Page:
CEO's Salary Grew While Mine Safety Suffered

Massey Energy CEO Don Blankenship nearly doubled his multi-million dollar compensation package during the years federal regulators grew increasingly alarmed about safety at the company's coal mines. Massey owns the Upper Big Branch mine in West Virginia where 29 miners died in an explosion April 5. NPR's Howard Berkes joins host Liane Hansen to discuss newly-released documents detailing Blankenship's pay.

LIANE HANSEN, host:

This is WEEKEND EDITION from NPR News. Im Liane Hansen.

The 29 people who died in that coal mine explosion in West Virginia earlier this month worked for a CEO who received hefty raises in his multi-million dollar pay, even as his company's safety violations grew. And last year, that company, Massey Energy, was fined close to $13 million for alleged safety violations.

NPR's Howard Berkes joins us now with more. Good morning, Howard.

HOWARD BERKES: Good morning, Liane.

HANSEN: Youve been reviewing newly released documents that detail CEO's Don Blankenship's compensation package. What did you find?

BERKES: Don Blankenship made $17.8 million last year. His compensation package nearly doubled since 2007. There's a complicated formula, by the way, thats laid-out in these documents, which were filed with the Securities and Exchange Commission. And it starts with a base salary, which is close to a million dollars, and then adds bonuses, awards, perks, incentives - all based on how close Blankenship comes to meeting or exceeding performance targets. Things like how much money Massey made, how much coal it produced, and even how safe his mines are for workers.

HANSEN: But, as I said, Massey had $13 million in safety fines last year. And there have been a lot of revelations about safety problems since that explosion at the Upper Big Branch Mine. Given those safety issues, how does Massey's board of director justify the pay increases?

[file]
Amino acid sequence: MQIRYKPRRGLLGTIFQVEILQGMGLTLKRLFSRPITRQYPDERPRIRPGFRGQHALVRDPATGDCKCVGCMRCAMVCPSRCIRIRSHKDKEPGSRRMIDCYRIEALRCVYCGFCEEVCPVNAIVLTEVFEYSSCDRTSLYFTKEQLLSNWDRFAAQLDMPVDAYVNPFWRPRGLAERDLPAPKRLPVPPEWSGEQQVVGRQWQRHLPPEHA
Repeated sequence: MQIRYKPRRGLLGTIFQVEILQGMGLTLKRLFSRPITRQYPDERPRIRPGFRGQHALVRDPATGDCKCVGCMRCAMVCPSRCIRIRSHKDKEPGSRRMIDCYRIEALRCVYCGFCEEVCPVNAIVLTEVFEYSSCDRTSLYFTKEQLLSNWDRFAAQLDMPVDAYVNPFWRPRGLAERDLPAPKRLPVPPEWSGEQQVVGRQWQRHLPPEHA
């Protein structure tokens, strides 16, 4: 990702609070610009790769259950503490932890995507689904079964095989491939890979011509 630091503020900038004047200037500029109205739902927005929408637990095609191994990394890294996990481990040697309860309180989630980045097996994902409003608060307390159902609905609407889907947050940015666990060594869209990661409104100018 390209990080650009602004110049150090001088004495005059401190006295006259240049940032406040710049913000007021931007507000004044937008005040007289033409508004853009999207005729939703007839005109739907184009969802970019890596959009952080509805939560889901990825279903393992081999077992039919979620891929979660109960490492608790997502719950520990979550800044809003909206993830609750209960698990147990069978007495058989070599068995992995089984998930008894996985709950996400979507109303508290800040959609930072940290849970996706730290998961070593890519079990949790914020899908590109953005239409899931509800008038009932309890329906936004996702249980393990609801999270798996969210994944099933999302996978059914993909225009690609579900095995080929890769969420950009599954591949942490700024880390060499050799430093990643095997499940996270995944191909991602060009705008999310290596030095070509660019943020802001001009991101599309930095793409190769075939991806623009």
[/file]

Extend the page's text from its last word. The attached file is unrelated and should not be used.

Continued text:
BERKES: Well, they do have one benchmark for safety thats in this compensation formula: its worker days lost to non-fatal injuries. And the company does have a stellar record when it comes to that particular statistic. A 14 percent reduction in worker days lost to injuries last year, and a better than average rate for that in 17 of the last 19 years. But thats not the only way to measure safety, of course.

HANSEN: Well, I know, you and our colleague Robert Benincasa have been searching the federal mine safety records for those other measures of safety. What did you find?

BERKES: Robert pulled out a couple of things that I think are worth noting that help put all this in perspective. The year that Don Blankenship received what is essentially a $7 million pay raise, four of his mines, including the Upper Big Branch Mine, had an injury rate more than twice the national rate. Ten mines had injury rates that exceeded the national rate, and those 10 mines were cited for these alleged safety violations 2400 times.

Also that year, according to the Mine Safety and Health Administration, the Upper Big Branch Mine, where those Massey workers died, had a rate of repeated significant and substantial violations 19 times the national rate.

HANSEN: So what does Masseys CEO say in response to all of this?

BERKES: There's been nothing specific so far about the compensation package. But both Blankenship and the Massey board strenuously defend their safety record. They point out that there were three Massey mines that received safety awards last year from the same federal mine safety agency thats filing all those safety violations citations. Massey did appeal most of those citations, arguing that they're unjustified.